AGO 1975 No. 8 - Apr 29 1975
DISTRICTS ‑- SCHOOLS ‑- DIRECTOR DISTRICTS ‑- BOUNDARIES ‑- VOLUNTARY CHANGE OF RESIDENCE FROM ONE DIRECTOR DISTRICT TO ANOTHER ‑- VACANCY
In a school district which has been divided into school director districts under RCW 28A.57.050, a school director's voluntary change of his place of residence and voting registration from one director district to another within the school district disqualifies him from continuing to serve for the remainder of the term for which he was elected because of the continuing qualification provisions now contained in RCW 28A.57.318.
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April 29, 1975
Honorable Robert F. Patrick
P.O. Box 30
Colfax, Washington 99111
Cite as: AGO 1975 No. 8
This is written in response to your recent request for an opinion of this office on a question which we paraphrase as follows:
In a school district which has been divided into school director districts under RCW 28A.57.050, does a school director's voluntary change of his place of residence and voting registration from one director district to another within the school district disqualify him from continuing to serve for the remainder of the term for which he was elected?
We answer this question in the affirmative for the reasons set forth in our analysis.
[[Orig. Op. Page 2]]
As you have noted in your letter, precisely this same question was previously considered by this office, and answered in the negative, in AGO 1969 No. 10 [[to R. DeWitt Jones, Prosecuting Attorney Clark County on May 27, 1969]]. However, at that time the only statute to be considered in dealing with the question was so much of RCW 42.12.010 as states that:
"Every office shall become vacant on the happening of either of the following events before the expiration of the term of such officer. . . . fourth, his ceasing to be an inhabitant of the district, county, town or village for which he shall have been elected or appointed, or within which the duties of his office are to be discharged; . . ."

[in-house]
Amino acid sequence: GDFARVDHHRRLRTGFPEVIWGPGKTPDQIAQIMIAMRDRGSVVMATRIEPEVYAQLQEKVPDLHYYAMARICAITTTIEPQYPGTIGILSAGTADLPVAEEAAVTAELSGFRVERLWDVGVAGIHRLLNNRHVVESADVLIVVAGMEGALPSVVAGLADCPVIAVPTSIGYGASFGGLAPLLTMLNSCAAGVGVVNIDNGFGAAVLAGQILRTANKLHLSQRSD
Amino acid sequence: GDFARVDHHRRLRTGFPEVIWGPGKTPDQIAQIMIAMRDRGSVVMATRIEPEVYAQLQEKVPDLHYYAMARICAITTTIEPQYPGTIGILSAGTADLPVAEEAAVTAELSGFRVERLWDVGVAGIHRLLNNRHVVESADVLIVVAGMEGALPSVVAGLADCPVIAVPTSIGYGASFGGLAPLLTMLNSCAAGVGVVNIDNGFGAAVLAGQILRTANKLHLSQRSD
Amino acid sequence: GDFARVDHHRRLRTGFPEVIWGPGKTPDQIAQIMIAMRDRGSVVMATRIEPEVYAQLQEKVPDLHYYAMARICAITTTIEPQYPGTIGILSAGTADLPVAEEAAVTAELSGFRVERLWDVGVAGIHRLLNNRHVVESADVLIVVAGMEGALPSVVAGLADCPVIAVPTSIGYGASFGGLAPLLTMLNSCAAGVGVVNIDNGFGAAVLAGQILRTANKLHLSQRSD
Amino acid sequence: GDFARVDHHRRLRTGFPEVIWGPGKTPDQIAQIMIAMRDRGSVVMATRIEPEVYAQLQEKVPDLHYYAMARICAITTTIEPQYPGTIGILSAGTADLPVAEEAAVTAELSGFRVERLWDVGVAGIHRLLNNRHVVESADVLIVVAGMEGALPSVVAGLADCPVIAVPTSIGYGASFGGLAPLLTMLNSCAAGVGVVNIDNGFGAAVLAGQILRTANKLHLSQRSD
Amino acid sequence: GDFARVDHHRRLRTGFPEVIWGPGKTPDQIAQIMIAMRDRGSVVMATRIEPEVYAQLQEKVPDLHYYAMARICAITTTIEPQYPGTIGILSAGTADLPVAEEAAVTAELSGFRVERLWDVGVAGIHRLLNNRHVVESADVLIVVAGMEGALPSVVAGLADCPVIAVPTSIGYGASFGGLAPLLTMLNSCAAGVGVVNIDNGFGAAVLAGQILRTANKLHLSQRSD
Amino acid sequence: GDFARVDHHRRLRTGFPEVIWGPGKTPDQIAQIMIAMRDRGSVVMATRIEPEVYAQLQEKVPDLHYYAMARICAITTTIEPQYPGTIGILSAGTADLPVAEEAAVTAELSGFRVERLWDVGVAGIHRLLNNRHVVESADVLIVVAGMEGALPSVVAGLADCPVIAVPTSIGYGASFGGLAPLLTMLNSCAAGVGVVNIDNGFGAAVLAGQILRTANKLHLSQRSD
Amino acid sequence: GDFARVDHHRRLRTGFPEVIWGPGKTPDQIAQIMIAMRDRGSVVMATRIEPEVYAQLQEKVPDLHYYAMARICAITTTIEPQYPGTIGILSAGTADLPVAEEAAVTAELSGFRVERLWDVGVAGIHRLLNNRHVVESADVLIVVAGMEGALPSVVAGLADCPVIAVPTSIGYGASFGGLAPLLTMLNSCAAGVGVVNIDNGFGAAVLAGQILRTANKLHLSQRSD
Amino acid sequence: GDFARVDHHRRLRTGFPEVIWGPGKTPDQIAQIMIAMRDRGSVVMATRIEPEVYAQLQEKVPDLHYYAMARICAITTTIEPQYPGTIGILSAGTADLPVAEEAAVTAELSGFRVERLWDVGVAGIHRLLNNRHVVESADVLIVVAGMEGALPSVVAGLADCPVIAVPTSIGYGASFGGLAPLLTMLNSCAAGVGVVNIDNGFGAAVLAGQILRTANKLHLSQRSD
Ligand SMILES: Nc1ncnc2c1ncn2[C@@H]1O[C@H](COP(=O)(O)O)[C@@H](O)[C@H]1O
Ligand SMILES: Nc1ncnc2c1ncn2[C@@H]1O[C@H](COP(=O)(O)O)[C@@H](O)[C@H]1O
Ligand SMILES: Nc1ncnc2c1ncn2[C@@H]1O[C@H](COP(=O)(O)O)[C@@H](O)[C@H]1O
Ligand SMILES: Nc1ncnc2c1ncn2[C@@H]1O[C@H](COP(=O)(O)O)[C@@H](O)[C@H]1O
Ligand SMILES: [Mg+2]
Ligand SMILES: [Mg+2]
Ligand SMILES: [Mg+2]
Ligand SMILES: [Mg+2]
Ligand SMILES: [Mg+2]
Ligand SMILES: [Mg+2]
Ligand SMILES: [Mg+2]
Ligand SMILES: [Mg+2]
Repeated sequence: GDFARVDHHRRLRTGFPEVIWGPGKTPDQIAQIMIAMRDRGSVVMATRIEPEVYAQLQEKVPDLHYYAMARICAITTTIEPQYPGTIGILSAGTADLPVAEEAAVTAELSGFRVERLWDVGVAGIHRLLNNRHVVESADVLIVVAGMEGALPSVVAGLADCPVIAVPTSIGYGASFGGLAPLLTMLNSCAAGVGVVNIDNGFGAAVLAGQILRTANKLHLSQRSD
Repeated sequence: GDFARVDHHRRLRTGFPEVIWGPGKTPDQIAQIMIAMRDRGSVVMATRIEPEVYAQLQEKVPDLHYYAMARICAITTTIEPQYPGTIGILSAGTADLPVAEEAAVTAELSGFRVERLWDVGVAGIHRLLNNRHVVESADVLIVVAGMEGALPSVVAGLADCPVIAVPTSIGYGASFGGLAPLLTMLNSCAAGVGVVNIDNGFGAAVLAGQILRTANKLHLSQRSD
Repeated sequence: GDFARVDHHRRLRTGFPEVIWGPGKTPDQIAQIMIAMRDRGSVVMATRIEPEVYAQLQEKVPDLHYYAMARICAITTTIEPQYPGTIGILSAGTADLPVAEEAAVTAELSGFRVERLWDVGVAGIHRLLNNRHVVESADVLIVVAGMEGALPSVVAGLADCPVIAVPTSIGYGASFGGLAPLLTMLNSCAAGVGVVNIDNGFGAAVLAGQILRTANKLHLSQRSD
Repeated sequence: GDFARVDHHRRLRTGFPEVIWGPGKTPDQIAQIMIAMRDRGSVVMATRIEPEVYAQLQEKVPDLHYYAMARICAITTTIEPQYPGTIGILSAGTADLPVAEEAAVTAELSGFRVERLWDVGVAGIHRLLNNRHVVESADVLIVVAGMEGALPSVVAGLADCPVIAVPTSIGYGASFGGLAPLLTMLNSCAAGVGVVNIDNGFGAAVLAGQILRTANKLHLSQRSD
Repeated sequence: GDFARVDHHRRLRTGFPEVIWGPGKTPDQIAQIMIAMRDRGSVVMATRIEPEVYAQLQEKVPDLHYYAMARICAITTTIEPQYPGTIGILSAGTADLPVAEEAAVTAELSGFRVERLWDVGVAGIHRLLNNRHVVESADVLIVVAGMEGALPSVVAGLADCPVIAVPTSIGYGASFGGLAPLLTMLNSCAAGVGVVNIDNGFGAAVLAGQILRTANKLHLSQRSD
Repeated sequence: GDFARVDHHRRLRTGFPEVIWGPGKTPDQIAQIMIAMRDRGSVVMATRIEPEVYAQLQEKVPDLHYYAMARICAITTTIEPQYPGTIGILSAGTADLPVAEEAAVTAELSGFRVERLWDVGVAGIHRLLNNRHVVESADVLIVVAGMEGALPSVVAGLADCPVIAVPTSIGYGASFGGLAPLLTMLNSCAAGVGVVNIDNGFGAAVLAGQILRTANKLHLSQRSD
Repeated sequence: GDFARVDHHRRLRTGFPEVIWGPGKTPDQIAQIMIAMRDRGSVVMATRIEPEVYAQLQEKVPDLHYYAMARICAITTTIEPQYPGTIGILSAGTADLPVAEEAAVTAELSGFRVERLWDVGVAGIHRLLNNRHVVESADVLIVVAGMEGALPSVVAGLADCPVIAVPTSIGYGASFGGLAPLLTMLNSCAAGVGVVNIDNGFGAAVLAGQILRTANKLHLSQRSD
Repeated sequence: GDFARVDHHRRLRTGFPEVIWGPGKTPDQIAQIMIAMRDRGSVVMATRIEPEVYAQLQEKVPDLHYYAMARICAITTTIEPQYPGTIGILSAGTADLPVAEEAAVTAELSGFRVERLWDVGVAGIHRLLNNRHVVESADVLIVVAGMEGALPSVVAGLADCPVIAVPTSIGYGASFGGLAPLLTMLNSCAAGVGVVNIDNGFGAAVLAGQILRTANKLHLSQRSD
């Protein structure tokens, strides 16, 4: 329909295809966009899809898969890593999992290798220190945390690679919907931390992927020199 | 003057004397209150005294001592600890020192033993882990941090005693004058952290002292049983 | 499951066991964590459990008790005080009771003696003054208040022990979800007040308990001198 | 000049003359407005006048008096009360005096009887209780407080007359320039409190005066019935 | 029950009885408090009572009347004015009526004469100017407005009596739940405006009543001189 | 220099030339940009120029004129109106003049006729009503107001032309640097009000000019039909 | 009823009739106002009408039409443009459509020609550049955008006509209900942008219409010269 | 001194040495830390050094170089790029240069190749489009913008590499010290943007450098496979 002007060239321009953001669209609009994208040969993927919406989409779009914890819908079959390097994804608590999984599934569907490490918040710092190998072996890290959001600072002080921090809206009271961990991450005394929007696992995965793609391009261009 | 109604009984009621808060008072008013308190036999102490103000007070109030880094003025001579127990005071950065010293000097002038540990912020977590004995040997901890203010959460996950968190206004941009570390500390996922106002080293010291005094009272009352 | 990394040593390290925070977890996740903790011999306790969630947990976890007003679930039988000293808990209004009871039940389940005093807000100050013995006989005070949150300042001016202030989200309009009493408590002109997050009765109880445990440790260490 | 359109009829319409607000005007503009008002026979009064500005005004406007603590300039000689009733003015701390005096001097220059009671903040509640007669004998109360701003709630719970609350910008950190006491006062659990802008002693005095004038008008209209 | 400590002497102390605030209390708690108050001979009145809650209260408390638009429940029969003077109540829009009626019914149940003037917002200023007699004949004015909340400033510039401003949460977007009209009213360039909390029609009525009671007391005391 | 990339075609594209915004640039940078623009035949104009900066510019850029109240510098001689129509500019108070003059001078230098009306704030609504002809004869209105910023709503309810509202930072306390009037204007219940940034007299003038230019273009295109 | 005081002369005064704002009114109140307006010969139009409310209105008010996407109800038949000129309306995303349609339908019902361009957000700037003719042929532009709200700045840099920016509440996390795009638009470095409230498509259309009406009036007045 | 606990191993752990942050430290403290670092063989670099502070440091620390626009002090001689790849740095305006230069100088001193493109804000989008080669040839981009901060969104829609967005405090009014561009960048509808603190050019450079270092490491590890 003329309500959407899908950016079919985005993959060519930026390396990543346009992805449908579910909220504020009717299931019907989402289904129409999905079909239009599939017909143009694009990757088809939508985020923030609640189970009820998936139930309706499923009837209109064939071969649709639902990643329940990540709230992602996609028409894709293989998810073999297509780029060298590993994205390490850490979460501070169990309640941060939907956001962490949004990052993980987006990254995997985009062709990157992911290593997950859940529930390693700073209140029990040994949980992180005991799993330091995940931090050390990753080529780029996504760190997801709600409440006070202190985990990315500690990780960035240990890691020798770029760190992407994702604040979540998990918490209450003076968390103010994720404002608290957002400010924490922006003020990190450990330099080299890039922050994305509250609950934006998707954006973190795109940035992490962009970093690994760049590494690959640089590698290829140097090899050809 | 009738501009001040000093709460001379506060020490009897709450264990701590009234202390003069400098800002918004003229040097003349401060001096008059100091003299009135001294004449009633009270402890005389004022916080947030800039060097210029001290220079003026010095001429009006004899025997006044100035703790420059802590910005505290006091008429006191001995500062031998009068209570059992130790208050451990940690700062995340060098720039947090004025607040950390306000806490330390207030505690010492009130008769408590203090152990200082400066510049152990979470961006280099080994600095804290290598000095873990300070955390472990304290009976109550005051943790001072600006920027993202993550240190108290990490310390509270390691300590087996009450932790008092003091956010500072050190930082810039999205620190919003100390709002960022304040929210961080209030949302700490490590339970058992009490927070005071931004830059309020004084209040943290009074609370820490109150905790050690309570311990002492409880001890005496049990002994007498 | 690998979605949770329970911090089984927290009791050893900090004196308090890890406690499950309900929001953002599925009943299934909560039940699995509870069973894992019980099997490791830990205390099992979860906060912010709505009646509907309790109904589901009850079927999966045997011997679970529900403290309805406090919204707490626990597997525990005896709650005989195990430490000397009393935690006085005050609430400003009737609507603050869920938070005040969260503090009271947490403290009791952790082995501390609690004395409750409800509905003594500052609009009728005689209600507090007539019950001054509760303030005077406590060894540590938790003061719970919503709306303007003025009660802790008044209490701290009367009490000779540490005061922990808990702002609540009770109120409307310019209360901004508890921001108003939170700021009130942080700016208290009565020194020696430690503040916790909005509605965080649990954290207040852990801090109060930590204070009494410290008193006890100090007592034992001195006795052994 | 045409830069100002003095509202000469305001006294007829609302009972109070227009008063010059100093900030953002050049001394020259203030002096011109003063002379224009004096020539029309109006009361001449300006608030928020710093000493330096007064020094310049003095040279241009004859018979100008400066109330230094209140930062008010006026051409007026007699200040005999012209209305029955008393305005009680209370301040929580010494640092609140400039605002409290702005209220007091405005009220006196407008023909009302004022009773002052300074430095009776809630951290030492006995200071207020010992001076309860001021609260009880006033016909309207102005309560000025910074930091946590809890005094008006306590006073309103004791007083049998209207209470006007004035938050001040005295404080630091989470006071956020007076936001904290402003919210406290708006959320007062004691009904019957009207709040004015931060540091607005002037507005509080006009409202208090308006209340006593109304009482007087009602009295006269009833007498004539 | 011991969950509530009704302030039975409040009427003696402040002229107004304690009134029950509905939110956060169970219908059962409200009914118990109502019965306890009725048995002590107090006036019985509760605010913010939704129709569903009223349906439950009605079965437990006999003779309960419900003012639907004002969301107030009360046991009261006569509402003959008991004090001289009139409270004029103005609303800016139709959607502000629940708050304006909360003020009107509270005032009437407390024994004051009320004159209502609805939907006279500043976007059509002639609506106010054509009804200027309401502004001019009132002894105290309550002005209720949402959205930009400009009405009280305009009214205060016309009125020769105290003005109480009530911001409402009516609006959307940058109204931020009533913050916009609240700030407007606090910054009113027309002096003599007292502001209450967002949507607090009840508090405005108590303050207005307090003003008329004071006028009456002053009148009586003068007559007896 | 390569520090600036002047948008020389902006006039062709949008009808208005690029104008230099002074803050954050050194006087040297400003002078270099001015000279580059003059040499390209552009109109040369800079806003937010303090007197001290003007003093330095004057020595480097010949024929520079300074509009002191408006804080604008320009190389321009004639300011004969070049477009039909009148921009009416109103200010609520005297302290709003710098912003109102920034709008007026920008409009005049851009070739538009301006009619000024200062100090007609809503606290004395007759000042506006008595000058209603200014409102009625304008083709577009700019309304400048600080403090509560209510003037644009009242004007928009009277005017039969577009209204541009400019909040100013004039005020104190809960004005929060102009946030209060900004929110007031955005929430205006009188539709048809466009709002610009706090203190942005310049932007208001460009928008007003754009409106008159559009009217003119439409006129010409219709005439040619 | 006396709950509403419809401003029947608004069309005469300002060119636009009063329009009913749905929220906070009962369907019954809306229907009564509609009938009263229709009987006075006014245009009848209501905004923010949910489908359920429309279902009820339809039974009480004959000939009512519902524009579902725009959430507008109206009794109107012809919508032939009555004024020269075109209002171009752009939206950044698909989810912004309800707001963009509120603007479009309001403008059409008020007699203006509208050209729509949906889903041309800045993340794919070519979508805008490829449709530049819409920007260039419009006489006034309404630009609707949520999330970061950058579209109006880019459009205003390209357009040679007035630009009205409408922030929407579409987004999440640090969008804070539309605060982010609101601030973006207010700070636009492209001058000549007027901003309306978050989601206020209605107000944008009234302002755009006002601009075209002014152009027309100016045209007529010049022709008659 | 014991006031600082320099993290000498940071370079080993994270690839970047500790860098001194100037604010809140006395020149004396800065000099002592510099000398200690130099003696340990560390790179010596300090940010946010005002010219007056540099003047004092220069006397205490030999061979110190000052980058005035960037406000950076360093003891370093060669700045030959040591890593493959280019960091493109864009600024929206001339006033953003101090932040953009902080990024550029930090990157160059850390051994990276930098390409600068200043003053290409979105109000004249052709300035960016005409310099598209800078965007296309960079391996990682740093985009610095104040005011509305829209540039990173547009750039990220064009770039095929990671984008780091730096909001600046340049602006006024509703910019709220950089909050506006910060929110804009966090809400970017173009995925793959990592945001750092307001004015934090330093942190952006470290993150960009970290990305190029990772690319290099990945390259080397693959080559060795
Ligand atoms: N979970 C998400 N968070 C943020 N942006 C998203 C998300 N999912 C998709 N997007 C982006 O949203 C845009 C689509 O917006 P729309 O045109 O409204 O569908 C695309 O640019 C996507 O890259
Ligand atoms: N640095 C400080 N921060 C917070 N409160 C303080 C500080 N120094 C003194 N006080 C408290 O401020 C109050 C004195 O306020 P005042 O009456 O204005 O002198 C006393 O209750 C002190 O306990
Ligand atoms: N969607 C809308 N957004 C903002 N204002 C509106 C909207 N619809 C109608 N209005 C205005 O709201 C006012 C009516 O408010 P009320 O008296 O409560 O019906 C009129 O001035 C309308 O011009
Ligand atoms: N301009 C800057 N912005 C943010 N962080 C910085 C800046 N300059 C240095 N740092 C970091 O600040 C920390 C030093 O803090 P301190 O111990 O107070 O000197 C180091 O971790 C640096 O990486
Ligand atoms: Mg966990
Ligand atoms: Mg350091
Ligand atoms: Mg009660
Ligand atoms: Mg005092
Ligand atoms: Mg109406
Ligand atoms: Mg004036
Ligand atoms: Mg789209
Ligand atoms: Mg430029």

After noting this statute, we there observed that
". . . A school director is not merely an officer of his director district ‑ any more than a county commissioner is of his commissioner district. Therefore, a school director, by moving his place of residence from one director district to another (for whatever reason) remains just as much a resident of the school district
"'. . . for which he shall have been elected or appointed, or within which the duties of his office are to be discharged. . . .'
"as does a county commissioner remain a resident of his county under like circumstances."1/
[[Orig. Op. Page 3]]
The reason that we now believe it necessary to reverse this prior opinion relative to school directors is that, as you have pointed out in your letter, the legislature has since enacted a statute, RCW 28A.57.318, which provides as follows:
"Directors of school districts shall be elected at regular school elections. No person shall be eligible to the office of school director who is not a citizen of the United States and the state of Washington and a registered voter of either the school district or director district, as the case may be." (Emphasis supplied.)2/
By virtue of this enactment, the situation of school directors in a school district which has been divided into director districts is, essentially, analogous to that of the members of a county board of education which was considered by this office in AGO 63-64 No. 17 [[to Lincoln E. Shropshire, Prosecuting Attorney, Yakima County on April 16, 1963]], copy enclosed. The statute which was there involved, RCW 28.20.020, then provided that: